There’s a new retirement account on the block and it’s called the TFSA. Not even 10 years old, the TFSA is relatively new to the retirement savings game. Starting in 2009, it changed the way we look at retirement savings.
If you’re new to RRSP vs TFSA debate it’s important to know that there are pros and cons for each account. RRSP’s do have the advantage in a few different areas, especially if you have high income or have a family and receive child benefits (either the Canada Child Benefit or a provincial child benefit). TFSA’s also have their share of benefits too. For low and middle income households, the TFSA has a few big advantages.
When deciding which is the right one for you need to look at multiple factors. Factors like income taxes, government benefits, creditor protection, and even human behaviour.
When deciding between the TFSA or the RRSP the key thing to remember is that you don’t actually NEED an RRSP to retire. Someone can easily retire with only a TFSA.
There are four things you need to know if you’re going to avoid the RRSP and only use the TFSA for retirement…
Financial independence is a goal for many people. Financial independence is when work becomes optional. It’s when your investments are large enough to support your annual spending indefinitely, without the need for employment income. Reaching financial independence frees you from the typical work/money/time equation. When you reach financial independence you no longer have to trade your time for money.
How much you need to reach financial independence is different for everyone, but the quick and most common metric is 25 times your annual spending. Once you reach this level of savings and investments (not including your home) you can withdraw 4% of your portfolio indefinitely. With the right portfolio your investments will grow enough each year to pay you 4% of the original principal and still keep up with inflation.
Taxes are obviously a big consideration when growing your investments. Tax free growth allows your investments to grow faster and lets you hit your goals earlier.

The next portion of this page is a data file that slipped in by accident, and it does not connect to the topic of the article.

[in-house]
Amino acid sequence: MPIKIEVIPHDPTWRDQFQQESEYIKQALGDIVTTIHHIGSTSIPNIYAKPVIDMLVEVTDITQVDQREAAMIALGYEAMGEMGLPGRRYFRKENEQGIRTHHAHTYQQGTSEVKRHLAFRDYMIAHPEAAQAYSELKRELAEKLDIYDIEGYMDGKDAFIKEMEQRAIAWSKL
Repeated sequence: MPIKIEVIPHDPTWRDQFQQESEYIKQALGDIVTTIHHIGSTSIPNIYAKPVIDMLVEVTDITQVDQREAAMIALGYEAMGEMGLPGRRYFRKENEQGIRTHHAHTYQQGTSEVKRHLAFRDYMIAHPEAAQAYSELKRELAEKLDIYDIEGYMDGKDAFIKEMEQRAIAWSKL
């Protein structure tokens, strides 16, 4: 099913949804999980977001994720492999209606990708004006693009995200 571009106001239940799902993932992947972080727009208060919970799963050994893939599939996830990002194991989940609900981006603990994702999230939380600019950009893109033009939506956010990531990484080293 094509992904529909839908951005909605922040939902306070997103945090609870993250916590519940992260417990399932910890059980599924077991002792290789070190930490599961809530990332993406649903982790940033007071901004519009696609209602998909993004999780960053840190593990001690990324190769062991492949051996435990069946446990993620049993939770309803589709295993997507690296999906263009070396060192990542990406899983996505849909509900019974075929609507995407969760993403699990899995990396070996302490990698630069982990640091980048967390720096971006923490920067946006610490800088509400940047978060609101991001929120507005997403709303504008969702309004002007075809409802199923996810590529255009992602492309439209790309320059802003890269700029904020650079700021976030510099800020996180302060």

In Canada we have two main accounts that provide tax free growth, the TFSA and RRSP. With the TFSA you pay tax now but don’t pay tax later. With the RRSP you don’t pay tax now, but you do pay tax later. Regardless of when you pay the tax, the investment growth within an RRSP or a TFSA is tax free. Using your TFSA and your RRSP to its full potential means you can hit financial independence much faster.
Both TFSA and RRSP are great, but they’re also different. These tax-advantaged accounts each have their own pro’s and con’s.
If you only have a set amount to invest each month, it’s important to pick the “right” account.
The “right” account can change over time as your income and personal circumstances change.
Each account, TFSA vs RRSP, deals with taxes differently. Choosing the right account will help you save $100,000+ in tax over your lifetime. Who would say no to $100,000?!?
By choosing the right tax-advantaged account, you can actually save less each month and still achieve all your financial goals.
Tax-Free Savings Accounts (TFSAs) are relatively new. They were introduced in just 2009. Even though they’ve only been around for a short time they’re already the most used out of the major tax-sheltered accounts. There are over 5.5 million households in Canada that have an active TFSA account.
(Authors Note: I love it when people use their tax-sheltered accounts. Good tax planning is a key component of any financial plan and can add $100,000’s to your net worth)
The average usage rate for the TFSA is pretty impressive at 40.4%. This is relatively consistent across both age and income. The highest usage rate is in Ontario where over 45% of the households are using a TFSA. The median contribution to a TFSA in 2016 was $5,765.
All-in-all these are impressive numbers for a new tax-sheltered account.
Given the high usage rate the TFSA must be pretty great, right?!?!
In this post we’ll cover exactly how a TFSAs works, the benefits of a TFSA, as well as some of the drawbacks of a TFSA.